Sun Bets MySQL Can Penetrate Mission-Critical Deployments

By Brian Prince  |  Posted 2008-01-16

Sun Bets MySQL Can Penetrate Mission-Critical Deployments

Officials at Sun Microsystems are placing a $1 billion bet that the acquisition of MySQL AB will create a strong opportunity for deeper penetration of the enterprise market by open-source databases.

Calling it the biggest acquisition in the history of Sun, Sun CEO Jonathan Schwartz said the move holds an enormous opportunity for growth for both companies.

"The single biggest impediment to the growth of MySQL in our their ability to give peace of mind to a global company that wants to put MySQL into mission-critical deployments, and it is very clear to us that that is what our customers have come to expect from Sun and we can deliver exactly that peace of mind...and that's exactly what we'll be focused on immediately as we prepare to put the two companies together," he said in a conference call.

Sun is no stranger to the open-source community, and company officials have said they are committed to enhancing the LAMP stack on GNU/Linux, Microsoft Windows, OpenSolaris and MAC OS X.

"It is a big jump in the potential business for MySQL," said Gartner analyst Donald Feinberg, in an interview with eWEEK. "I do think from an industry standpoint this is something that is pretty major because this is something that will add credibility to open source DBMS. But what I think what this really does is put a tremendous pressure on Oracle, IBM, Sybase and Microsoft from a pricing standpoint, because this makes it real - and now they are going to have to wake up. Are you going to spend $8,000 a server or $40,000 a core?"

A study by the Independent Oracle Users Group released in October reported that open-source databases are not typically serving as large data stores, and 74 percent of those respondents using open-source databases were using MySQL.

Jasmine Noel, an analyst with Ptak, Noel & Associates LLC, speculated Oracle's purchase of BEA on the same day as Sun's announcement may not be mere happenstance.

"Yeah, on the same day that Oracle finally buys BEA - coincidence? I don't think so," she said. "Sun's purchase gives enterprise customers some level of comfort that MySQL will continue to compete against the big consolidators - Oracle, Microsoft [and] IBM. Since Sun does have a good open-source history they can give that financial protection without stifling the culture or product."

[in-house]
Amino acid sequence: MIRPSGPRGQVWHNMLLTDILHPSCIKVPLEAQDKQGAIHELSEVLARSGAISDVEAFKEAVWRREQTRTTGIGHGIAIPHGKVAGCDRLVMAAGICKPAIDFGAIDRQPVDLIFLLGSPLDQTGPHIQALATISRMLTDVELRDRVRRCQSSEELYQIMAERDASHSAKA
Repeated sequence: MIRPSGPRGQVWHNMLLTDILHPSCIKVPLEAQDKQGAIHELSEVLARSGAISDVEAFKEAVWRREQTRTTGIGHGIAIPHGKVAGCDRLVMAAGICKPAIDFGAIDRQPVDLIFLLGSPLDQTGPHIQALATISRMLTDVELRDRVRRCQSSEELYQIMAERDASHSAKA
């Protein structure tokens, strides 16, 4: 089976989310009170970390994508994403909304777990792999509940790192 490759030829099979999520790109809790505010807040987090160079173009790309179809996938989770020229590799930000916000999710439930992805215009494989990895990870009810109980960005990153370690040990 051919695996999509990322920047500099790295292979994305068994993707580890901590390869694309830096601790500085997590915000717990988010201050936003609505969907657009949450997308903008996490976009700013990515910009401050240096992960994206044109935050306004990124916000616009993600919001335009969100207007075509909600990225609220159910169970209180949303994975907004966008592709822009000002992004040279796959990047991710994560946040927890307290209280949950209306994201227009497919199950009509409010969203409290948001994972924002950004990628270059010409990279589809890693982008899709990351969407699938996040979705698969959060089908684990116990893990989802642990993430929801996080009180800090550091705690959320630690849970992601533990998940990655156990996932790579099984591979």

Growing Relevance in the Enterprise

Marten Mickos, CEO of MySQL AB, said adoption of the company's database will grow as enterprises continue to build Web-based architectures.

"MySQL was designed and developed for the online network world," he said during the conference call with Sun executives. "All other databases in the market today were designed for back-office use in an off-line world. So we're uniquely designed for that, and our relevance grows in enterprises as they shift over to Web-based architectures, which is what is happening right now."

An interesting foil in the deal is Sun's pursuit of a PostgreSQL strategy for the past few years, said Matthew Aslett, an analyst with The 451 Group.

"One issue not mentioned in the announcement is that Sun has pursued a PostgreSQL strategy in the last two years, and this deal does raise questions about Sun's investment in PostgreSQL and its relationship with Oracle," he said.

Schwartz said the company remains committed to both the MySQL and PostgreSQL communities.

"We are reaffirming our commitment to [the PostgreSQL] community today in part by saying that we believe in the future of open-source databases so much so that we just put $1 billion behind one of them. We are firmly committed in figuring out the ways we can optimize and integrate innovations across the two communities."

Rich Green, executive vice president of software at Sun, noted his company has a long partnership with Oracle that will continue.

"Oracle isn't just an application that runs on [Sun] technology," he said during the conference call. "We have hundreds and hundreds of engineers who work closely with that organization to optimize our systems and our platforms and their software to perform at a world-class level with regard to running our joint accounts. And we're going to keep investing in that, and keep doing that. It's vital to our business."

When the acquisition is complete, MySQL's Mickos will be joining Sun's executive management group and will play a central as Sun continues to refine and develop its open-source strategy, Schwartz said.

"This is all about growth for both of us, all about investing in the community that surrounds both companies and both companies' products, and all about delivering better service to customers and ultimately better value to our shareholders."

Rocket Fuel